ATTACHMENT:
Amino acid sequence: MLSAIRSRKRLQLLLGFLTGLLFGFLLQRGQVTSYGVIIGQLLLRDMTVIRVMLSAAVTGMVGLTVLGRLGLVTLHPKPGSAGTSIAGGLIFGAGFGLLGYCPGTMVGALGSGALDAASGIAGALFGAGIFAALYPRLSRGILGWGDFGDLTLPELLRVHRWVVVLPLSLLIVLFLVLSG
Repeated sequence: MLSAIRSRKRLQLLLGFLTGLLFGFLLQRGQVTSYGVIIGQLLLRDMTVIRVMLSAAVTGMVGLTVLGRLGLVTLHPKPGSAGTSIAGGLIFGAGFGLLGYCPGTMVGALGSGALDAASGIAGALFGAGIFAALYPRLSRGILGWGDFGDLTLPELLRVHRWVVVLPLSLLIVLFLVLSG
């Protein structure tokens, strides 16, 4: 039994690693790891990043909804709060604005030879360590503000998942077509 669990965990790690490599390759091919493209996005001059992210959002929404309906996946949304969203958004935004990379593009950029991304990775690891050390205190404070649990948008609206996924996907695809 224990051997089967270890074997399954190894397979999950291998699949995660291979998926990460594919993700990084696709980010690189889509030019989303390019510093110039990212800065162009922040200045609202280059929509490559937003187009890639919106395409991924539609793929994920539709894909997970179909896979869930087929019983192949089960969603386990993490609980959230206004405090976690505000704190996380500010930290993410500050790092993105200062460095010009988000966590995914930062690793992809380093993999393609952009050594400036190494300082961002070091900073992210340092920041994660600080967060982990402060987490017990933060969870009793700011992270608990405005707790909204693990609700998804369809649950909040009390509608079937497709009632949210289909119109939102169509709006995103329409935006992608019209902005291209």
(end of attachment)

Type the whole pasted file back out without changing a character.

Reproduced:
Amino acid sequence: MLSAIRSRKRLQLLLGFLTGLLFGFLLQRGQVTSYGVIIGQLLLRDMTVIRVMLSAAVTGMVGLTVLGRLGLVTLHPKPGSAGTSIAGGLIFGAGFGLLGYCPGTMVGALGSGALDAASGIAGALFGAGIFAALYPRLSRGILGWGDFGDLTLPELLRVHRWVVVLPLSLLIVLFLVLSG
Repeated sequence: MLSAIRSRKRLQLLLGFLTGLLFGFLLQRGQVTSYGVIIGQLLLRDMTVIRVMLSAAVTGMVGLTVLGRLGLVTLHPKPGSAGTSIAGGLIFGAGFGLLGYCPGTMVGALGSGALDAASGIAGALFGAGIFAALYPRLSRGILGWGDFGDLTLPELLRVHRWVVVLPLSLLIVLFLVLSG
């Protein structure tokens, strides 16, 4: 039994690693790891990043909804709060604005030879360590503000998942077509 669990965990790690490599390759091919493209996005001059992210959002929404309906996946949304969203958004935004990379593009950029991304990775690891050390205190404070649990948008609206996924996907695809 224990051997089967270890074997399954190894397979999950291998699949995660291979998926990460594919993700990084696709980010690189889509030019989303390019510093110039990212800065162009922040200045609202280059929509490559937003187009890639919106395409991924539609793929994920539709894909997970179909896979869930087929019983192949089960969603386990993490609980959230206004405090976690505000704190996380500010930290993410500050790092993105200062460095010009988000966590995914930062690793992809380093993999393609952009050594400036190494300082961002070091900073992210340092920041994660600080967060982990402060987490017990933060969870009793700011992270608990405005707790909204693990609700998804369809649950909040009390509608079937497709009632949210289909119109939102169509709006995103329409935006992608019209902005291209």